Last Month's Top Sellers

1. BAHAMAS - Earthtones
2. CALEXICO - Thread That Keeps Us
3. WEATHER STATION - Weather Station
5. NILS FRAHM - All Melody

Click here for full list.




YO LA TENGO - There's A Riot Gong On

"Bringing the real world into the music world, veterans of indie rock Yo La Tengo release their 15th full-length album There's a Riot Going On. Haunting, soft, and dreamy from beginning to end, this album explores a multitude of sounds, leaving an impression of escaping to an altered reality. Starting the album off with the sprawling instrumental track "You Are Here," the electric guitars and hazy drones set the tone for the next 14 songs. Tracks like "Out of the Pool" and "Ashes" mix their shoegaze sound with a style of funk similar to the album's namesake, Sly and the Family Stone's 1971 record There's a Riot Goin' On.
Apart from the bouncier tracks, There's a Riot Going On is worthy of being the ultimate late-night album. Appropriately titled "Dream Dream Away" does just that. Playing with psychedelic elements of ample guitar riffs and Ira Kaplan's winsome vocals leaves chills down your spine, giving us the sense of being left in a liminal space...There's a Riot Going On is an exceptional addition to Yo La Tengo's legacy, a timeless classic." - Exclaim


ANNA BURCH - Quit The Curse

Previously known for participating in folk-rock group Frontier Ruckus and co-leading indie pop quartet Failed Flowers, Michigan-based songwriter Anna Burch steps out into the spotlight with her excellent full-length solo debut, Quit the Curse. Several of these songs had previously appeared on limited cassettes, including a split EP with Stef Chura, but here they're given fresh, hi-fi studio production. Burch's voice was somewhat obscured in her previous bands, but here her vocals are resoundingly clear, and her lyrics are sharp and direct, sometimes to a startling degree. She expresses concern and frustration with friends who are constantly indifferent or have trouble connecting with their emotions, but she has similar issues to deal with herself.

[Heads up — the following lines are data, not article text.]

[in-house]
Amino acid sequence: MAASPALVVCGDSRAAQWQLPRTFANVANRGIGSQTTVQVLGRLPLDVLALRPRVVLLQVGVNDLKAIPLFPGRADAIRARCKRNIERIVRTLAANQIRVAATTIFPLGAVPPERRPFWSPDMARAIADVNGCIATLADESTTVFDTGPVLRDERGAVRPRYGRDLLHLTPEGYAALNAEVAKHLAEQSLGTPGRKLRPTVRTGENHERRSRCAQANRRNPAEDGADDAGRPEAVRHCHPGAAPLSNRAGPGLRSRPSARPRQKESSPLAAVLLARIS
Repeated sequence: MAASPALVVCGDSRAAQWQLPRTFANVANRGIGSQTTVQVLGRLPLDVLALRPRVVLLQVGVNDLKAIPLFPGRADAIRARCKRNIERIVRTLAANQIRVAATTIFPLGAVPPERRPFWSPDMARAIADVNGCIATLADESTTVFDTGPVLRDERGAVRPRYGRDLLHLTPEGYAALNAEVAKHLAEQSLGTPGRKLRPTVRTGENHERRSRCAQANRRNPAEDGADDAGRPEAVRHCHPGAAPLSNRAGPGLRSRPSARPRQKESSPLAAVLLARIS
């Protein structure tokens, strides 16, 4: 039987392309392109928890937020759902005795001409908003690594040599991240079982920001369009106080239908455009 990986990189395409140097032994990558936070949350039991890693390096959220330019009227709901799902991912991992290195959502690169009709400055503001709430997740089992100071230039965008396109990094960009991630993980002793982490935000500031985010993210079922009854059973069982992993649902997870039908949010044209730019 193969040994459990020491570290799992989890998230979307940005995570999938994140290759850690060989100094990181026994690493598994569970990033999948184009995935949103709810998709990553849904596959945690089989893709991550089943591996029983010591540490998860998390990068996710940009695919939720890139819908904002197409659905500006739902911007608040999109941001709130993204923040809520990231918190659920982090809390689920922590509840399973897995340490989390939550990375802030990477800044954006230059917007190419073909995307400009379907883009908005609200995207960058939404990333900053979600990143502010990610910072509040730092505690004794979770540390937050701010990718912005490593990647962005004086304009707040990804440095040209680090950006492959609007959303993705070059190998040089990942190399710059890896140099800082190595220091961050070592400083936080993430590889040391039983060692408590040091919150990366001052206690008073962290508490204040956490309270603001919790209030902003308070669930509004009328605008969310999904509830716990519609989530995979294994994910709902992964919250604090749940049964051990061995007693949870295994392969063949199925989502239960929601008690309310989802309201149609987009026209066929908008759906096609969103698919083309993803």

On opener "2 Cool 2 Care," she's given up even thinking about finding true love, and on the more upbeat "Tea-Soaked Letter," she lets her true colors show and ends up making a scene and embarrassing herself. The slowly simmering "Asking 4 a Friend" arrives at a heavier chorus proclaiming "I think it's suspect you ever feel lonely at all." Her straightforward expressions of social anxiety are all too relatable, and the songs are easily memorable without being earworms. Like Chura, Burch's songs have enough lightly fuzzy guitars to recall some of the more accessible grunge and alternative rock produced during the '90s, but without sounding too derivative and ending up an exercise in nostalgia. "Belle Isle" is slower and closer to moonlit country-pop, with pedal steel guitar and an echoing glow on Burch's vocals. The album ends with one of its best songs, "With You Every Day," which sways softly but finds release with a simple but powerful wordless chorus. - Allmusic



"...This release, however, is far more focused, comprised of songs written in the aftermath of a relationship's end. Within this theme, Williams explores the full gamut of emotions, and that rich and resonant voice is the perfect vehicle. There is the passionate pleading of "Can I Call You," with lines like "let her find her way to you, I can't be sure if she ever will." Beginning with sparse piano and a guitar strum, it builds with strings that will tug at your heartstrings without becoming melodramatic. "Party Boy" is a jealousy-fuelled tune with a touch of malevolence, yet it has a frisky '50s vibe to it. Another highlight is "Nobody Gets What They Want Anymore," a lush duet with Aldous Harding. The fact that this was recorded after Williams' breakup with the singer adds further intensity to the powerful ballad.
There is definitely something retro about Williams' vocals and the production on the album, with obvious reference points being such emotionally expressive balladeers as Roy Orbison (an acknowledged influence), Scott Walker and Chris Isaak. On "I Didn't Make A Plan," he goes to a deeper register, convincingly, but it is his pure and soaring delivery that generally holds court (Jeff Buckley is another point of comparison)...The result is a stunning work that will draw you back to repeated, if oft intense, listening." - Exclaim